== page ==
Anyone who's ever let a favorite niece or nephew sneak an extra slice of birthday cake knows what it's like to play favorites. But when design firms set aside principles of good management or relax their normally stringent contract requirements for the sake of a favorite client, such actions can backfire in a variety of unfortunate ways.
In this case, the insured was retained by a long-time client to render an opinion on structural issues prior to acquisition of a large commercial office building. After drafting a report that pointed out certain structural issues that might have interfered with the client obtaining the required financing, the design firm was urged by this client to downplay those issues in the final report. The design firm acquiesced and crafted a report minimizing the structural issues of the building in question. While the final report may have been to the client's liking, the firm later regretted making such a misstep.
The client claimed that had they known the true condition of the building, they would not have purchased the building and/or entered into the financial arrangements with the lending institution. The design professional was now on the hook for their inaccurate report, and the claim was settled for more than half a million dollars.
It's easy to understand why a firm would go to almost any lengths to satisfy a long-time client or reel in a big new one. A prolific client that can provide a firm with a steady stream of revenue is a rare commodity. But every firm needs to recognize that its dependence on one or two clients for a majority of the firm's work can have serious downside as well.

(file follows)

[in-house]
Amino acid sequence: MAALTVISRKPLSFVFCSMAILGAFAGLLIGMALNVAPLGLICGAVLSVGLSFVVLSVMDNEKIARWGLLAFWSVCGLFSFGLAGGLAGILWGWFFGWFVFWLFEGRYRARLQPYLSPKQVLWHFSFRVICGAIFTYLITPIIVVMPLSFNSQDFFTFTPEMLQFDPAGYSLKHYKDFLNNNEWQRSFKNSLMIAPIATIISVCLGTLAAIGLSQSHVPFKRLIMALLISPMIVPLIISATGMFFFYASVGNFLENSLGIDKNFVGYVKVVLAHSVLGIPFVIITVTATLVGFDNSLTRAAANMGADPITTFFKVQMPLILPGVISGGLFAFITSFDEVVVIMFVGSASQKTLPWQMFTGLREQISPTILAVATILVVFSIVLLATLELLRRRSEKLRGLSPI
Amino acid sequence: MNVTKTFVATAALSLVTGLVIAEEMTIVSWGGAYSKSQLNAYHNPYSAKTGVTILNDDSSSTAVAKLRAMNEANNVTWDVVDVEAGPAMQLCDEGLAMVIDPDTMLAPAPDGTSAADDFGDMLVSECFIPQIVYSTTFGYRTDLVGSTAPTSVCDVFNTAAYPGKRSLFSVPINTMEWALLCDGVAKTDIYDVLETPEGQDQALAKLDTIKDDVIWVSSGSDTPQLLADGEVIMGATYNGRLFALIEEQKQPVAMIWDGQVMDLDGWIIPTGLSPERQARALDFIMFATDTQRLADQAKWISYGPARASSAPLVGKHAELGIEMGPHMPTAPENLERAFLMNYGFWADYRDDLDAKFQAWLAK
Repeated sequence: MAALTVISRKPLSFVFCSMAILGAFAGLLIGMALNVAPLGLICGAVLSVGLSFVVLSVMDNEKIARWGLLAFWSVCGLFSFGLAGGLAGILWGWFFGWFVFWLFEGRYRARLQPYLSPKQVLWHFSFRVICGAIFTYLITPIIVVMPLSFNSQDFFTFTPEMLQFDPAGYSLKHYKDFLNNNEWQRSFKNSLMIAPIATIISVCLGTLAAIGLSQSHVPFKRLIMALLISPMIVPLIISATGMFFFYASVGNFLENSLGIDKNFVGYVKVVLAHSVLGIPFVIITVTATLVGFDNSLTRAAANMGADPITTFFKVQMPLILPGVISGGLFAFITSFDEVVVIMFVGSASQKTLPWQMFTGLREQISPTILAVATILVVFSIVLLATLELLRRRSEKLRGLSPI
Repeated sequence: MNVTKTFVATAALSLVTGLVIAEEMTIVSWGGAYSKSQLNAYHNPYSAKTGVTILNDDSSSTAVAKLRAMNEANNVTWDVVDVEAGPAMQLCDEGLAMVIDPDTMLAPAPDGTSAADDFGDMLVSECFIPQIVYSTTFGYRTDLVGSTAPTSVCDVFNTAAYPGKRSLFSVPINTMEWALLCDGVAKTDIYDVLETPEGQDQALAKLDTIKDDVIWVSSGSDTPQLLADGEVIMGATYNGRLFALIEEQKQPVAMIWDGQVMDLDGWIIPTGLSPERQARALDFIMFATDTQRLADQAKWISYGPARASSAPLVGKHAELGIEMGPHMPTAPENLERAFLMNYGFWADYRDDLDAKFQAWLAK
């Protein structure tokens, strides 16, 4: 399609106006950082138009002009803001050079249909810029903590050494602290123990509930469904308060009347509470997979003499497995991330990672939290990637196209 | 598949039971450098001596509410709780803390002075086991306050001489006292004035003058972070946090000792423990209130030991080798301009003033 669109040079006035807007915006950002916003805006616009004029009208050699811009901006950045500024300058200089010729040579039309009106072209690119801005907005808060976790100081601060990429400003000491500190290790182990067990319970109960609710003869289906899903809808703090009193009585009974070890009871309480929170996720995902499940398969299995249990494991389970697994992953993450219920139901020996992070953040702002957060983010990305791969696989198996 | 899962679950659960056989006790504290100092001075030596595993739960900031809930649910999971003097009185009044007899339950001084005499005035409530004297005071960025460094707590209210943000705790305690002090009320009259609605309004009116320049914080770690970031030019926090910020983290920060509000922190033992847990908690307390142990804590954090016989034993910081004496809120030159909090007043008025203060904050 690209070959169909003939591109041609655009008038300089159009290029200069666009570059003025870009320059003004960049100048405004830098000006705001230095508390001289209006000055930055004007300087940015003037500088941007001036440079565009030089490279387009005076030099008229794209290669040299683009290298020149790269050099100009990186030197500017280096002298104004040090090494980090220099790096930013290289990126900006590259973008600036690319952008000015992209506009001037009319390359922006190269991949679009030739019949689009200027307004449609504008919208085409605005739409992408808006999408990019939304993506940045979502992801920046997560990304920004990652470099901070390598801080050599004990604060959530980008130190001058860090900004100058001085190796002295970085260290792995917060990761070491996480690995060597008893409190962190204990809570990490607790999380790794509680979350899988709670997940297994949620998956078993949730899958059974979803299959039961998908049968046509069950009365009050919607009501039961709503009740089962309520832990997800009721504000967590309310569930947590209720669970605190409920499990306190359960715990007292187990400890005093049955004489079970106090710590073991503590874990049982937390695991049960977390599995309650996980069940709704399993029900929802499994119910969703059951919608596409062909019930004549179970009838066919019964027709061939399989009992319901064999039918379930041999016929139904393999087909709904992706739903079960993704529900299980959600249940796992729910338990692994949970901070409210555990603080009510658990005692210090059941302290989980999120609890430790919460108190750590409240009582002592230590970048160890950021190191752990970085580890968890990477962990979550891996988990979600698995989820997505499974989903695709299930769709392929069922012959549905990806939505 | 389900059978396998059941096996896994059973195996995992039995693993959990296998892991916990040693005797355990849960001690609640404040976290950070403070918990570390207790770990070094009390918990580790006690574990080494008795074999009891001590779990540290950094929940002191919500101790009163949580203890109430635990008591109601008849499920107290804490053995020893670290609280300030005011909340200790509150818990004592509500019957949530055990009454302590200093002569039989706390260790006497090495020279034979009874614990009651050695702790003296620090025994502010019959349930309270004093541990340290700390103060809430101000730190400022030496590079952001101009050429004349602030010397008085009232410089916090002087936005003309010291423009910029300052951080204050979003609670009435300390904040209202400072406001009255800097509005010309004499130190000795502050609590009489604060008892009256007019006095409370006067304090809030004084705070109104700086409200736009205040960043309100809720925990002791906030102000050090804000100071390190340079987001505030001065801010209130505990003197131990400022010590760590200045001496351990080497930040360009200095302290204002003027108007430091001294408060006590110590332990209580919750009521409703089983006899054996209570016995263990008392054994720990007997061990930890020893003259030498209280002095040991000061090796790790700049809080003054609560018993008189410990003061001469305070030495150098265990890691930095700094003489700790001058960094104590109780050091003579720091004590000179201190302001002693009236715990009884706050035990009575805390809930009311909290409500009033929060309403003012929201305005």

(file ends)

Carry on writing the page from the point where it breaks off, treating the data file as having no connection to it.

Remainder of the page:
According to claims professionals, there are several ways in which a firm's dependence on a “cash cow” can come back to haunt it. The chief issue is relaxing risk management and applying different contract requirements to large, or repeat clients. When negotiating a contract, design professionals must apply the same procedures in regards to indemnity, dispute resolution, payment terms and more, no matter the past relationship with a client.
A firm's reliance on a dominant client can also put the firm's insurance carrier at a disadvantage during a claim defense. A design firm, frightened of losing a primary revenue stream, may be reluctant to fully cooperate with the insurance carrier. Firms will even go to such lengths as to admit wrongdoing, when they know confidently that they have made no errors or omissions.
One way to maintain a strong relationship without surrendering control is to include language in your contract that states your obligation to cooperate with your insurance carrier during a dispute resolution process. As always, your account representative would be happy to help you review your standard contract and insert this language.
As is so often the case, a rigorous client selection process is one of the best ways to prevent claims. After all, if you find yourself depending on one or two clients for a majority of your revenue, you'll want to know that you did your due diligence before choosing to work with them.